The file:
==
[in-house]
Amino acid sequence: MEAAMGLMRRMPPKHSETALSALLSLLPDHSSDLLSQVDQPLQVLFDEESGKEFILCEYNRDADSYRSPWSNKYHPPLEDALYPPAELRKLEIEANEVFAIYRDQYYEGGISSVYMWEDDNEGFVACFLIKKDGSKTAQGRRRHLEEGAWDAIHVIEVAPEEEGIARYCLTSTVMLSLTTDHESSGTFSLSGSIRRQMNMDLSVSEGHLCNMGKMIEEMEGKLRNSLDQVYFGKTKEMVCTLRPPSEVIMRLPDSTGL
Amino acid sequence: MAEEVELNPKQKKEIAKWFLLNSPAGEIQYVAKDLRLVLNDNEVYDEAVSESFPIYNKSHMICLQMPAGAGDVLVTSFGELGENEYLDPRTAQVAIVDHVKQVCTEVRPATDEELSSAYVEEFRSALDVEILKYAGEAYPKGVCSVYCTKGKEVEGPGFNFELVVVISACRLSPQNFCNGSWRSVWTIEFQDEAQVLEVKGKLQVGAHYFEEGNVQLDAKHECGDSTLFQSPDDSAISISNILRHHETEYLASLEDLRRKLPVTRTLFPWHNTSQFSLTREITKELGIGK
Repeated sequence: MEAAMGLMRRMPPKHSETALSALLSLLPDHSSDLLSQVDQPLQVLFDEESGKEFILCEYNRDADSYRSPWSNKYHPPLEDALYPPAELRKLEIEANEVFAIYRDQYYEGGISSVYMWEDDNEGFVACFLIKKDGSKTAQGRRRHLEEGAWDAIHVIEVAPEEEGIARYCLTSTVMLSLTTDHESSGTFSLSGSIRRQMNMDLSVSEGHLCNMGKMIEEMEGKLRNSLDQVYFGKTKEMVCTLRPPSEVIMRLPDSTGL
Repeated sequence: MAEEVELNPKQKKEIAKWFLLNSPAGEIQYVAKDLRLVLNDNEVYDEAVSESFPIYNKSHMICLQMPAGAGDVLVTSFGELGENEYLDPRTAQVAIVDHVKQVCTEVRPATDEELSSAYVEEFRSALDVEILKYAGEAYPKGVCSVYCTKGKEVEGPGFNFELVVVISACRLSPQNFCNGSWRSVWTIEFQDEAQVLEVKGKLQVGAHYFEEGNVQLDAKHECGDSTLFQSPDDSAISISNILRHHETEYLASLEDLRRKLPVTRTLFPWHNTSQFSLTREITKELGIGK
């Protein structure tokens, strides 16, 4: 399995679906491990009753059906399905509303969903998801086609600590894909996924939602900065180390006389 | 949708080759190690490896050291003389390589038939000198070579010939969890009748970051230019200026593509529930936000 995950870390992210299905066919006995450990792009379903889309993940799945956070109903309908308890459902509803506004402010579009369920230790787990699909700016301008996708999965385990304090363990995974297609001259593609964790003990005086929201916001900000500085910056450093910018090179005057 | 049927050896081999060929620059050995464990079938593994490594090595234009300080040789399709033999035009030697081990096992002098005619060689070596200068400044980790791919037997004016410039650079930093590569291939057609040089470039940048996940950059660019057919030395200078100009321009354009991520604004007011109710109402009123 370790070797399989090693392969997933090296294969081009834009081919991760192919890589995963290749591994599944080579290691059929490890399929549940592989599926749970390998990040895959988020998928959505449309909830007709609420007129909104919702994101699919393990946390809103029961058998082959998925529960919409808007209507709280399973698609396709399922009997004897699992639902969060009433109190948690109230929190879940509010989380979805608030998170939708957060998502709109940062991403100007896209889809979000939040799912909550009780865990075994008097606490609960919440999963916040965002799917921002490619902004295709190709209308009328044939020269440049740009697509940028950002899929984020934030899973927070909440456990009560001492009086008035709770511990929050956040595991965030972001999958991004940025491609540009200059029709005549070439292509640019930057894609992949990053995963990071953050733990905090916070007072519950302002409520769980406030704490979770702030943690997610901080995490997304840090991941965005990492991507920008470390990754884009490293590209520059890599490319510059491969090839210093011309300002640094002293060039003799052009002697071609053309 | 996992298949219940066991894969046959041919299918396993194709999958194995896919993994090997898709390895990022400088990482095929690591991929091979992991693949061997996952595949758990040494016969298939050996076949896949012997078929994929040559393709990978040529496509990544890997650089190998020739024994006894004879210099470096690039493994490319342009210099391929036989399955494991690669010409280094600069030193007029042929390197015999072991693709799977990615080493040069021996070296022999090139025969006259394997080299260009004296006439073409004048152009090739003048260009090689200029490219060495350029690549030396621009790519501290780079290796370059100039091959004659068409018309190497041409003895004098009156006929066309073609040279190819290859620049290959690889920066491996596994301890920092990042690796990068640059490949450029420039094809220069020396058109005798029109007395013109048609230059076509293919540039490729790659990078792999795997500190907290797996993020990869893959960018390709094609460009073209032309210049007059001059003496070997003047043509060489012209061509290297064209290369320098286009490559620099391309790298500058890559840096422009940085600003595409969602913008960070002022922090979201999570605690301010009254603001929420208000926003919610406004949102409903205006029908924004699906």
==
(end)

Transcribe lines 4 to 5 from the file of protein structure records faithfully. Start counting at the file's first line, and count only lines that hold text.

Repeated sequence: MEAAMGLMRRMPPKHSETALSALLSLLPDHSSDLLSQVDQPLQVLFDEESGKEFILCEYNRDADSYRSPWSNKYHPPLEDALYPPAELRKLEIEANEVFAIYRDQYYEGGISSVYMWEDDNEGFVACFLIKKDGSKTAQGRRRHLEEGAWDAIHVIEVAPEEEGIARYCLTSTVMLSLTTDHESSGTFSLSGSIRRQMNMDLSVSEGHLCNMGKMIEEMEGKLRNSLDQVYFGKTKEMVCTLRPPSEVIMRLPDSTGL
Repeated sequence: MAEEVELNPKQKKEIAKWFLLNSPAGEIQYVAKDLRLVLNDNEVYDEAVSESFPIYNKSHMICLQMPAGAGDVLVTSFGELGENEYLDPRTAQVAIVDHVKQVCTEVRPATDEELSSAYVEEFRSALDVEILKYAGEAYPKGVCSVYCTKGKEVEGPGFNFELVVVISACRLSPQNFCNGSWRSVWTIEFQDEAQVLEVKGKLQVGAHYFEEGNVQLDAKHECGDSTLFQSPDDSAISISNILRHHETEYLASLEDLRRKLPVTRTLFPWHNTSQFSLTREITKELGIGK